Kingstone is a farmhouse brewery in Tintern who’d caught my attention the year before with 1503 – an ale based on a recipe from that year. Unfortunately I’ve had one or two dodgy bottles recently from shops, but on the day it didn’t disappoint – dark and carmelly, with that lovely sweet spot where hops and malt meet and synthesise in a rich fruitiness. (Kingstone also helped out the following day after Fedex played a game of football with the Jaipur intended for my IPA tasting, donating the festival stock of their IPA). They’ve got a fantastic and intriguing bottled range, nothing too wacky but very solid.
Breconshire kind of dominates the Welsh brewing scene now. Head Brewer Buster Grant is a striking figure, tall with a Victorian-size beard and often sporting a kilt. His beers are subtle – they make you work a bit before revealing their strengths, but it’s well worth the effort. He takes classic styles and tweaks them a little – a best bitter that’s paler than a golden ale (Cribyn, 4.5%), an old ale that has sherry notes and ages nicely despite being only 5% (Rambler’s Ruin), and a stunning stout made with peated malt that delivers the flavour profile of a whisky aged beer without pinning you to the ground and punching you repeatedly in the face with it (Night Beacon, 4.5%). These are beers that knock politely and ask if they can come in, before revealing themselves to be more than you first took them for.
My one big regret at the Festival was that I didn’t feature anything from the Tudor Brewery. This is a new operation in the heart of Abergavenny, a brew pub in the Kings Arms, a delightful, ancient pub with rooms and food that punches above its weight. When the brewery opened I tried to like the beers. I tried so hard. But they simply weren’t very good, so I didn’t put them into the tasting. And then, afterwards, I found out they had a new brewer who’d had a bit of help and completely turned them around. If you see Skirrid, Sugarloaf and Blorenge – named after the mountains that overlook Abergavenny – please give them a go. They’re well worth it, especially the slightly spiced toffee warmth of the Sugarloaf.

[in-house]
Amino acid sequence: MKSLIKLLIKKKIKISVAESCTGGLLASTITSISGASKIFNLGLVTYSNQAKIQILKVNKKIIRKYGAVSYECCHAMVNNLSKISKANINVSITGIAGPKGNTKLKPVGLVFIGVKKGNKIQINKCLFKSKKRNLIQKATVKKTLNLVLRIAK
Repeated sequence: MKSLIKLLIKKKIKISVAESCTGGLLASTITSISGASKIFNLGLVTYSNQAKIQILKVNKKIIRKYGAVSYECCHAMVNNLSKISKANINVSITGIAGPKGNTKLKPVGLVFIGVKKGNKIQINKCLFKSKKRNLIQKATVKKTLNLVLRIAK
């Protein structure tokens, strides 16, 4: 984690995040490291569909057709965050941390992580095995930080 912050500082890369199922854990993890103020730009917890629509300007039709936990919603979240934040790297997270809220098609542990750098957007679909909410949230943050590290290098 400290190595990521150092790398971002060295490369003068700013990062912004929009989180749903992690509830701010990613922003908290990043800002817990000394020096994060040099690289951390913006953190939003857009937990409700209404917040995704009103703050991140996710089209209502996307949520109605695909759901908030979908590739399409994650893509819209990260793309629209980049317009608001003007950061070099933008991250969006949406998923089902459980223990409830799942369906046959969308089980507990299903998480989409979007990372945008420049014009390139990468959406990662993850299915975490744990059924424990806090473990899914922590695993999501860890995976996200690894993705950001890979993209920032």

Apart from it being St David’s Day, and the fact that it’s easy to overlook Welsh beers, and that have been meaning to write about Abergavenny for months, the other reason for posting this today is that there’s a Welsh Beer Festival on down at the Rake this week. We went down yesterday, attending a tasting of Breconshire beers by Buster – including the excellent Rambler’s Ruin and Night Beacon.
Then we shared a couple of pints with Nick Otley, who talked us through O Rosie (blonde ale brewed with rosemary ) and Motley Brew, the full-on IPA brewed with Glyn from the Rake. It’s a beer that stops you in your tracks and makes you see the wisdom of ordering halves. It’s pretty much Glyn’s favourite beer. I mean, it would be, but after doing it as a one off, there is now talk of it being made a permanent Otley beer and rightly so.
If you’re anywhere near London the Welshfest worth checking out – the decking area is full of racked beers, I reckon there’s over 20 on in total.
So, Wales then. The country is about the same size as Belgium. And while chances of it competing with the continental surrealists in beer terms remain remote, in beer – as in so much else these days – when you start to scratch the surface, it has a burgeoning beer culture all of its own – a distinctively Welsh beer culture.